By David Cruz
On the day when a judge ruled that the state can essentially tear up its collective bargaining agreement with the city’s firefighters’ union, Mayor Don Guardian was pulling no punches and throwing subtly out the window.
“So it’s fitting that we’re here on March 17 as we remember St. Patrick ridding Ireland of the snakes and the poisonous venom that they spewed on the people of Ireland. Today, we pray to St. Patrick to help us rid Atlantic City of the Trenton snakes and the poison venom that they’ve given to our citizens,” he said.
With much of the ire directed at the state-appointed manager — former Sen. and State Attorney General Jeff Chiesa — speakers representing firefighters and police took turns bashing Chiesa’s $400 an hour rate while the state is proposes cuts in salaries and benefits, longer hours and staff reductions for firefighters and cops. Officer Josh Vadell — shot in the line of duty late last year — was greeted as a hero and could become the face of the struggle between the unions and the state.
“The state promises to run the city’s finances properly, but the state can’t even run a traffic study properly,” Vadell said. “I was told that there were people complaining about the compensation police and fire receive, but I can guarantee you this much. Most of us would rather be paid $400 per hour to sit in a heated and cooled office, pushing papers.”
“It is financially impossible for Atlantic City to continue with the status quo,” said a statement from the state. “This is really the last chance to keep the city on its feet and create a path to sustainability.”
The courts gave the state the go-ahead to impose new work rules on firefighters covering work schedules, platoon structures, salaries, overtime, health insurance and other previously negotiated terms. That left the union leadership looking deflated while they tried to sound the alarm about the potential impact of these cuts.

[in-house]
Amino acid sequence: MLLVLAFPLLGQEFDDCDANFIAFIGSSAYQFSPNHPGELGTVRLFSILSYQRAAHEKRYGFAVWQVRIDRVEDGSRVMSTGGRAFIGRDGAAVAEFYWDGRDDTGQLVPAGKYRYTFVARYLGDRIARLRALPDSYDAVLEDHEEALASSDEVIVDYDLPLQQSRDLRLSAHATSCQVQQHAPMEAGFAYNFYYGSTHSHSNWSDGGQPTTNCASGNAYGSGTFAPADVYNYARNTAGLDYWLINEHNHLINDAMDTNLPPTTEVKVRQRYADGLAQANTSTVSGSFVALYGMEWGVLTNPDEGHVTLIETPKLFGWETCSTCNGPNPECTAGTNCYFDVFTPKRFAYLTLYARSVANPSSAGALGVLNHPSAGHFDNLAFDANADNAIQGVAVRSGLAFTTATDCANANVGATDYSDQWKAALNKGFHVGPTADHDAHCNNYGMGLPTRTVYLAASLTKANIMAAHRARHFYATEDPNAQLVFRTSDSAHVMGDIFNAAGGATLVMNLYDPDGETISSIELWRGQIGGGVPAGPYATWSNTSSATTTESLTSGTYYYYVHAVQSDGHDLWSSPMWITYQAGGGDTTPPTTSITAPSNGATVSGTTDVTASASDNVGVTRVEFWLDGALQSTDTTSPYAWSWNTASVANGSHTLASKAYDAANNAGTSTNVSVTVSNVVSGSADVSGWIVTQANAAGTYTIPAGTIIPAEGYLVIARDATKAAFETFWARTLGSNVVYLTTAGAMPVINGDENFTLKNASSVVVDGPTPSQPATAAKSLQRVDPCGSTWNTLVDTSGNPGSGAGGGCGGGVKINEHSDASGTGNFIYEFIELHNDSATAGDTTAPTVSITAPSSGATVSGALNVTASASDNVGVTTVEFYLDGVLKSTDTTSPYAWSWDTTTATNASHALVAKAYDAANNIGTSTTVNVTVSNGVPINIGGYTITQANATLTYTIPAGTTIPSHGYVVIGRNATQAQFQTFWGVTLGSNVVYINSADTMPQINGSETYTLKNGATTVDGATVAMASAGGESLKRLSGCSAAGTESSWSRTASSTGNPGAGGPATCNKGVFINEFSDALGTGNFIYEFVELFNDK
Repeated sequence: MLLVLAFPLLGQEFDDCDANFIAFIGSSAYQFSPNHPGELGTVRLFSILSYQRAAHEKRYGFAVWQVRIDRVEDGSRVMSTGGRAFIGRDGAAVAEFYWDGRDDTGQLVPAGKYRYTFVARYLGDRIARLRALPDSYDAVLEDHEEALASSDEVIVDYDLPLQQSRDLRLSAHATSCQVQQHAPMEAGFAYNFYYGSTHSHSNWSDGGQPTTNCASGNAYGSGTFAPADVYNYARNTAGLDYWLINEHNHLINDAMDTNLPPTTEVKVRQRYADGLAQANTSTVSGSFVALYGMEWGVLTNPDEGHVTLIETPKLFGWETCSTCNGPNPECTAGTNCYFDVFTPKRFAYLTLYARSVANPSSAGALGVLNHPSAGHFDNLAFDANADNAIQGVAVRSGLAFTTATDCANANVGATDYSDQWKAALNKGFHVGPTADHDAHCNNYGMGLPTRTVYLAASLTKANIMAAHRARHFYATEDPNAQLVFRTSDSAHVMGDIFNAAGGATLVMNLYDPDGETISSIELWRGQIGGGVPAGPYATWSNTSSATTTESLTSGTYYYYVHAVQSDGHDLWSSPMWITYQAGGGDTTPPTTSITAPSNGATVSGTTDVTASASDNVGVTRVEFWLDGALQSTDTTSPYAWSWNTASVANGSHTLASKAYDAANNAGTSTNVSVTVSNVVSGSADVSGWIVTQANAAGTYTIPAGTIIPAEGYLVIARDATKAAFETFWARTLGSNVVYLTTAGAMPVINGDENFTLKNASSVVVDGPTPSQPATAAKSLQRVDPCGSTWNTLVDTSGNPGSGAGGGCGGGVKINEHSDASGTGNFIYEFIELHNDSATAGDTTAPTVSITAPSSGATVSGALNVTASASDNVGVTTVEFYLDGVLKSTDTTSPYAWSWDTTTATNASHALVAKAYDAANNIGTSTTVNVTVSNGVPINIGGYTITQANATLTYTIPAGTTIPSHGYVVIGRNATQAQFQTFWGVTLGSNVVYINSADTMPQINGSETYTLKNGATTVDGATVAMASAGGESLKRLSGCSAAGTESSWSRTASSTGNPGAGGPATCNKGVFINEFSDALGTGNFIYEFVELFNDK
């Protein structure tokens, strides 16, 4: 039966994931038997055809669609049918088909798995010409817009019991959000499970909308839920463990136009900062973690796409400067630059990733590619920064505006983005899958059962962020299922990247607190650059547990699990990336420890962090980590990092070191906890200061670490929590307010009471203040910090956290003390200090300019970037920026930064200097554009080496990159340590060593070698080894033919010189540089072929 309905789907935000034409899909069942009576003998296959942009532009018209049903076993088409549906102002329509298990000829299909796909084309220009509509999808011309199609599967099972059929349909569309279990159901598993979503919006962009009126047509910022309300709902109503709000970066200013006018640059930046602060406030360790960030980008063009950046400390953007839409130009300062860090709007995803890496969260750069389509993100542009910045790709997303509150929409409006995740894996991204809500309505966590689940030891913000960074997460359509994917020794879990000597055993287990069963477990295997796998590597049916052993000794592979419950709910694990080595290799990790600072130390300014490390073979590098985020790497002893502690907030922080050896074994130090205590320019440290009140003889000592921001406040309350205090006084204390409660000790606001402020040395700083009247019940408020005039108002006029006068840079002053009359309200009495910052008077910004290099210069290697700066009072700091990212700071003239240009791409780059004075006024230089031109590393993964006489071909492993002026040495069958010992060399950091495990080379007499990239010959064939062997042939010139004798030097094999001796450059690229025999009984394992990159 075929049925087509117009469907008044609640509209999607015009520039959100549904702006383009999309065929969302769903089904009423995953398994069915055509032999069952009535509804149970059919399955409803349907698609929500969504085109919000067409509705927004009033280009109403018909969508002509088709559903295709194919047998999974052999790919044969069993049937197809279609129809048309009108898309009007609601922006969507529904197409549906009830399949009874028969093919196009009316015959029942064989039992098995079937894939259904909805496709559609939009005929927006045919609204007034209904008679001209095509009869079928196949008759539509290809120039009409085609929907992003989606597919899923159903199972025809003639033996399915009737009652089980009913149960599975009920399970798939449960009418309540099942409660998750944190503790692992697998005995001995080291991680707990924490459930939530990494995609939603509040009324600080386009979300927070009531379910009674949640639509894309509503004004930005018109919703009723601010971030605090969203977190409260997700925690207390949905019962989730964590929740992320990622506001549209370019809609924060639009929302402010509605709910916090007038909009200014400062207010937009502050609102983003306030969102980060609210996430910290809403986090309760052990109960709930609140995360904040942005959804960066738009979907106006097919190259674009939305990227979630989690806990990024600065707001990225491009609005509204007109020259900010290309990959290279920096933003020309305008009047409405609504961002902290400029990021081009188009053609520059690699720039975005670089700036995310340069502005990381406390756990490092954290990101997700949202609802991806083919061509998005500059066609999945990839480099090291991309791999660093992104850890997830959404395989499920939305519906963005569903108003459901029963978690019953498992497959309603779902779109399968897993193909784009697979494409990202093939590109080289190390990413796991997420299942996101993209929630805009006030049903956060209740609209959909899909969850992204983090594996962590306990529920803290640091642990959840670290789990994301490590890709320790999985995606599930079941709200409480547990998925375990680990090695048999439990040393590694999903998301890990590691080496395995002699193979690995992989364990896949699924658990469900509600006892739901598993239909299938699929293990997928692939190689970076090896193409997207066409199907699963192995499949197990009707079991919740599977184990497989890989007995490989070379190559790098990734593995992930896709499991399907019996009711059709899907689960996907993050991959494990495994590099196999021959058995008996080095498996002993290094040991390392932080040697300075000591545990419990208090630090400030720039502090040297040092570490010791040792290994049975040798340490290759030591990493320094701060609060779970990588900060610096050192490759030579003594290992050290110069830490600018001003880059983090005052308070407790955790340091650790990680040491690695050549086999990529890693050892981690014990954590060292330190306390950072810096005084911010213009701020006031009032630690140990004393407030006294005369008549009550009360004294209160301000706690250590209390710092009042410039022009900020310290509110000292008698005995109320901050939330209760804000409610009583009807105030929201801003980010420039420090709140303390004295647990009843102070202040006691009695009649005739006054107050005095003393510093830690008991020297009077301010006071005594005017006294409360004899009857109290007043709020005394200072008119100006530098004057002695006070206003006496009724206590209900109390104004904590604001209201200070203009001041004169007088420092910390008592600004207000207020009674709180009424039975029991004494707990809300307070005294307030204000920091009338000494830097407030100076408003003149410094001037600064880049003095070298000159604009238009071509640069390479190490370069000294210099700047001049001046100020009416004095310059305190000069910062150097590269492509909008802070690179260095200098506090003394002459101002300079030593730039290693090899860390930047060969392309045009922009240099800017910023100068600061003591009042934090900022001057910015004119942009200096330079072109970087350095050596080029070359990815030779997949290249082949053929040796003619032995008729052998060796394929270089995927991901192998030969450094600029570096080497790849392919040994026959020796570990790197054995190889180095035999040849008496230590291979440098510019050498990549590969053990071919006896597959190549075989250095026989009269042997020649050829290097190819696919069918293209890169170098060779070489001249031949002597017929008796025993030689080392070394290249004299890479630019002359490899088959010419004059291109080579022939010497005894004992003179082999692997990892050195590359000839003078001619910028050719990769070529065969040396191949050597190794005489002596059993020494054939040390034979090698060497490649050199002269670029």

“The idea of reducing the amount of firefighters by 55 percent, which has been proposed, is reckless and dangerous. People and property will not be adequately protected. If the proposed 125-person fire department is implemented, and a firehouse closes, much of the city will be below national firefighting protection standards,” said Bill DiLorenzo, president of IAFF Local 198.
The police force faces similar cuts to salaries and benefits and threats to job security, including a plan to cut the force from 274 officers to 250. Up until last week, reports were that the police and the state were working on a deal, but, as of this week, the talks broke down.
“The last thing we wanted was to be involved in any kind of court battle. We wanted a fair and honest outcome to this. We understood the city’s plight and we’re willing to work with the city. We’re partners with the city; we’re partners with the community, the businesses and everyone else who has a stake in Atlantic City. We don’t come from the north just to take from Atlantic City and go back up north for the end of close business day,” said Matt Rogers, president of PBA Local 24.
On the boardwalk today, where cops and firefighters kicked off a leafleting campaign, there was general support from visitors, although there weren’t many of them to speak of. This is a city reeling from massive tax hikes and service cuts, choking on half a billion dollar debt and facing double digit unemployment after the closure of five casinos over the last two years. The unions vow to stay out here as long as it takes, but, if today’s court ruling is any indication, the state takeover could render their efforts moot.